What music do you use as a reference (besides my own Fender Junior)?
Well, these good folks play it all. Some of them have been at it for more than 70 years. Others are just learning. Harmonica players lead on songs like "Over the Rainbow", "Danny Boy" and "Please Release Me". Fiddle players duel at breakneck speed on tunes ranging from the traditional "Turkey In The Straw" to the Cajun-inspired "Devil's Nightmare". And if you've never heard "Amazing Grace" belted out on an accordion? Well, believe it or not, but you've just plainly missed out.
Is it my kind of music? Well, no - and yes. Aside from some of the more bluegrassy aspects, I wouldn't seek these tunes out on recordings. But right now, it's here, it's live, and it's played by friendly folks who are not -- and don't ever want to be -- professionals. The music and the participation come first. It's never overshadowed by the need or desire for world-class talent or technique (or gear, for that matter). Sheet music? Uh, yeah, right - I never see any at these gigs. Somebody simply calls out the key of the tune they're gonna lead. The rest come in and play, either by ear or immediate peer coaching. They pass down the traditions as others take an interest. We could all learn a lot from that approach.
Those things I can't help but admire. Call me a sucker. A happy sucker. End of rant.
Analogue Sources: Nottingham Analogue Studio Space Deck; NAS Space Arm; Dynavector 17D2MKII, Dynavector 20xl, AT OC9, and Denon 103 cartridges; Walker Audio Precision Motor Controller
Digital Sources: Tube Research Labs modded Sony SCD-2000ES; secondary: TRL-modded Sony SCD-CE775; TRL-modded Sony DVP-NS900V
Recording: TRL-modded Alesis ML-9600 High-resolution master disk recorder
Preamp: Herron Audio VTSP-1A; Herron Audio VTPH-1MC; secondary: Audio Zone AMP-STi
Amp: Art Audio PX-25 with Sophia output and rectifier tubes; secondary: Audio Zone AMP-STi
Speakers: Cain & Cain Company Studio Series Intermediate Ben with cryo-ed 168 m. Fostex Sigma drivers; REL Strata III; secondary: Omega Speaker Systems Grande 6; Sound Dynamics RTS-3
Cables: Audience Au24 cables and interconnects; TG Audio Lab custom copper interconnects; secondary: Analysis Plus cables and interconnects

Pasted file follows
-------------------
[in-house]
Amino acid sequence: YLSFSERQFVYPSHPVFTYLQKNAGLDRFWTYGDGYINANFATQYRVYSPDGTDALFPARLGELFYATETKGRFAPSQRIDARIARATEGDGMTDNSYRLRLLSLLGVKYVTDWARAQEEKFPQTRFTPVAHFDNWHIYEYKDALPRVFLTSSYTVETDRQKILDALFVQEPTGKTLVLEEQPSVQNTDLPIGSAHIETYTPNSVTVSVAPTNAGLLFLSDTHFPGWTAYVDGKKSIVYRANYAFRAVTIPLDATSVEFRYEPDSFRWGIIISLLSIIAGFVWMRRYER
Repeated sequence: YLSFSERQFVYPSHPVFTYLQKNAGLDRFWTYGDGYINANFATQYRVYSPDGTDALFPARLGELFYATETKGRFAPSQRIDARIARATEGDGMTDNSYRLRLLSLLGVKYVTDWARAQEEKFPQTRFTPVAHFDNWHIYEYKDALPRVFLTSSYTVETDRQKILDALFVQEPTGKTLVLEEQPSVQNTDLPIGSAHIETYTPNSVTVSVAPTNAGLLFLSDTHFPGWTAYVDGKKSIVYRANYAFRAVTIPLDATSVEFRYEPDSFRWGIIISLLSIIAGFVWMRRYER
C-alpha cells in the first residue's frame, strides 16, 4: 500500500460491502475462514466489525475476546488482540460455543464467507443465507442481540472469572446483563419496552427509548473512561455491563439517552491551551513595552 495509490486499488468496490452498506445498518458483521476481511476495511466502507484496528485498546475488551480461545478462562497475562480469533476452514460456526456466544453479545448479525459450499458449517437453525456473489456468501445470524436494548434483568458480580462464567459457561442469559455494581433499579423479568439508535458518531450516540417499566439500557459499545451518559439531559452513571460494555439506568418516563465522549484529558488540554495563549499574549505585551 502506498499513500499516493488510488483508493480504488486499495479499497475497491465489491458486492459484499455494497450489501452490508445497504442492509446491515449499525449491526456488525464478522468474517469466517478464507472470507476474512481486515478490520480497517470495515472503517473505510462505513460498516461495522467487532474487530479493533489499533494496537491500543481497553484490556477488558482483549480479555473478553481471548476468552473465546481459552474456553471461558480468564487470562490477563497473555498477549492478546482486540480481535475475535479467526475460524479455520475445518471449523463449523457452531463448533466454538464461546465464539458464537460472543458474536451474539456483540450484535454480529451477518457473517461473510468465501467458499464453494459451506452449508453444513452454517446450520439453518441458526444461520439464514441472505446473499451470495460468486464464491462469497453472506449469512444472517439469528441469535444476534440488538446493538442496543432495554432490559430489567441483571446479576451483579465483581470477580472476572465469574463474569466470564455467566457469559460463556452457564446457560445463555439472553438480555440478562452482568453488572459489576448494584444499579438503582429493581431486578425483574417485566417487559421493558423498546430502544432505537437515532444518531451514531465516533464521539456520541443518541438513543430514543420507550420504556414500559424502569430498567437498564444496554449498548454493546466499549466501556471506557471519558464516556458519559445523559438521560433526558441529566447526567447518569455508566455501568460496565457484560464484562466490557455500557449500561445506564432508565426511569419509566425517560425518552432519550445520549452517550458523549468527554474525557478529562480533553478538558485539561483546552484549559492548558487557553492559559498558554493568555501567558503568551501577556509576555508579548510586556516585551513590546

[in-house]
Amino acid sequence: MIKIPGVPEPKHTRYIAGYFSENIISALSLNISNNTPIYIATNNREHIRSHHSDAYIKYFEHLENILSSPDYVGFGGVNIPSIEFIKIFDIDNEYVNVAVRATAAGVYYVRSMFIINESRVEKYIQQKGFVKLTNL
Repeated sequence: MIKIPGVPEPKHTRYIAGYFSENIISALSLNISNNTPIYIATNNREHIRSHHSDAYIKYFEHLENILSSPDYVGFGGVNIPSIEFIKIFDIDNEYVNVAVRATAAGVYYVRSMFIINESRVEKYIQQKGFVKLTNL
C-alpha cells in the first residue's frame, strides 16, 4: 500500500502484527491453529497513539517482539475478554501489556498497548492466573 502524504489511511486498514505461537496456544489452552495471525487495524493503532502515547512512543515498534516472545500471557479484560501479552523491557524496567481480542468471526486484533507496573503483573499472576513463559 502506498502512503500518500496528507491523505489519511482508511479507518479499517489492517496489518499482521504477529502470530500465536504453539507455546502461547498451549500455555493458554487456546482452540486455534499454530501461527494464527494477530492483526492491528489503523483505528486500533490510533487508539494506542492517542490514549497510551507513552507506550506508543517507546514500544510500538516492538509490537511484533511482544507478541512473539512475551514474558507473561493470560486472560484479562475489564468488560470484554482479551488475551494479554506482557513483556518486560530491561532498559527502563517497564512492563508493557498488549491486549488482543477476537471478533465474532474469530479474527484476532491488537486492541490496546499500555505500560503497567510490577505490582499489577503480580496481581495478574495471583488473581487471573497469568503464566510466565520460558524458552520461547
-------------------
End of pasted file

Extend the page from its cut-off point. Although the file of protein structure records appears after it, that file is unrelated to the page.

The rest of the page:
Stands: Primarily, wall-mounted maple shelving; on the floor, a Cain & Cain amp stand
Isolation: HAL-O Damping Instruments; Acoustic Dreams Dead Ball Isolators; Neuance platform
Powerline Conditioning: BPT 3.5 Signature; cryo'd Pass & Seymour wall outlets; Audience powerChords,T.G. Audio Lab SLVR power cords, Analysis Plus Power Oval; secondary: Brick Wall PW8R15AUD
Sundry Accessories: VPI 16.5 record cleaner; Record Research Labs Super Vinyl Wash; Shun Mook Valve Resonators; Auric Illuminator, Walker Audio VIVID CD & DVD Enhancer; Walker Audio SST Super Silver Treatment
Instruments: Gibson J100x; Epiphone Dot; Epiphone Chet Atkins CE; Fender Blues Jr. amp (all-tube circuitry)
Office System: Washburn D10
Room Size & Treatments: 25' x 16' x 9' - ASC Tube Traps and Sound Planks; Echo Busters absorbers; secondary: Argent RoomLens system
Previous & ongoing writings for TAS
Thorens TD2010 turntable, Insider/Outsider weights, and a nifty VTA device for Rega arms - The Abso!ute Sound, Issue 153
Art Audio PX-25 Amplifier -The Abso!ute Sound Issue 145
Roksan Radius 5 Turntable - Issue 144
Thorens TD850 Turntable - Issue 144
Nottingham Analogue Studio Horizon Turntable - Issue 144
Ayon Audio 300B Integrated Amplifier - Issue 139
Michell GyroDec SE Mk II Turntable - Issue 138
Nottingham Space Deck Turntable - Issue 138
Music Hall MMF-5 Turntable - Issue 135
Sota Moonbeam Turntable - Issue 135
Pro-Ject Audio Systems Wood Classic Turntable - Issue 135
PSB Image 7PT Loudspeaker - Issue 133
Power Cords: An Exploration of Differences (Custom Power Cord Company Hi-Value and Model 11; TG Audio HSR-I and HSR-A Power Cord; Audio Magic Xstream Silver; Analysis Plus Power Oval) - Issue 132
David Honeyboy Edwards: Interview and Review - Issue 132
Soliloquy 5.0 Loudspeaker - Issue 129
Lehmann Black Cube Phono Preamp - Issue 128
Plinius Jarrah Phono Preamp - Issue 128
Monolithic Sound Phono Preamp and Power Supply - Issue 128
|Art Audio Jota Amplifier - Issue 126
Cabasse Catalane 500 Loudspeakers - Issue 123
Indigo Girls: Come On Now Social - Issue 122
Patricia Barber: Companion - Issue 122
Lyle Lovett: Live in Texas - Issue 122
Argent Room Lens - Issue 121
Mana Isolation Platform - Issue 121
Windham Hill Artists: Sounds of Wood and Steel 2 - Issue 120
Linda Ronstadt, Emmylou Harris, Dolly Parton: Trio II - Issue 120
C-J Premier 11a Amplifier - Issue 116
Quicksilver M-60 Monoblock Amplifiers - Issue 116
Rogue Audio 88 Amplifier - Issue 116